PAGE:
In-situ visualization of dynamic fracture and fragmentation of an L-type ordinary chondrite by combined synchrotron X-ray radiography and microtomography

Lukasz Farbaniec, David J. Chapman, Jack R.W. Patten, Liam C. Smith, James D. Hogan, Alexander Rack, Daniel E. Eakins

In Press, Journal Pre-proof, Available online 26 January 2021



• Dynamic mechanical properties of an L-type ordinary chondrite are investigated.
• Synchrotron X-ray radiography and microtomography results are presented.
• Key microstructural features are identified and linked with fragmentation and strength measurements.
• Characteristic fragments sizes for planetary-scale impact events are explored.”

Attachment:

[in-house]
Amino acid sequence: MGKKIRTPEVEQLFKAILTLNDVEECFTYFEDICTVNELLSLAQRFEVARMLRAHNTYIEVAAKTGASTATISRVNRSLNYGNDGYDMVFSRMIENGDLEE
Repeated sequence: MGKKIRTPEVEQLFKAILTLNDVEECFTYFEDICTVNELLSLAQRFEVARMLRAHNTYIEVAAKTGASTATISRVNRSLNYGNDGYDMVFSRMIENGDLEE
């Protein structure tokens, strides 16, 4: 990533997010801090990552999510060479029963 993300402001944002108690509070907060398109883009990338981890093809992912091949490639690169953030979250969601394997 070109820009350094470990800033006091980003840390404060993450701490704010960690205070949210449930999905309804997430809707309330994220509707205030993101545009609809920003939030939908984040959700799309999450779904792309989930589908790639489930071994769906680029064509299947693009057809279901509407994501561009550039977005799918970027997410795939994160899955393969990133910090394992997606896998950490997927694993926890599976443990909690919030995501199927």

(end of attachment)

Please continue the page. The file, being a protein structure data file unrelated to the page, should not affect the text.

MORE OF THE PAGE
“The relationship between the dynamic mechanical properties of stony meteorites and their microstructures was investigated in-situ for an L-type ordinary chondrite using a split-Hopkinson pressure bar apparatus and ultra-high speed phase-contrast X-ray radiography at the European Synchrotron Radiation Facility (ESRF). Synchrotron X-ray microtomography (CT) was performed both prior to and immediately following dynamic compression to correlate key structural features between the initial microstructure and recovered fragments as well as to identify the leading mechanisms for fracture and fragmentation. Real-time visualization of damage evolution in the specimens revealed the very first cracks to be initiated at the sites of FeNi-metal nodules. These cracks propagated rapidly through the largest group of chondrules (the porphyritic olivine type chondrules) along the loading direction, which led to the formation of column-like fragments. CT analysis of the collected fragments confirmed the dominant mode of fracture to be transgranular with a clear link between FeNi-metal nodule statistics and the size distribution of fragments, emphasizing their role in mechanical failure and fragmentation process. The resulting fragmentation was used to validate the predictions of brittle fragmentation models, and found to be in good agreement with the laboratory-scale impacts. In turn, these models can help unravel the consequences of impact-induced fragmentation processes that have helped shape the solar system.”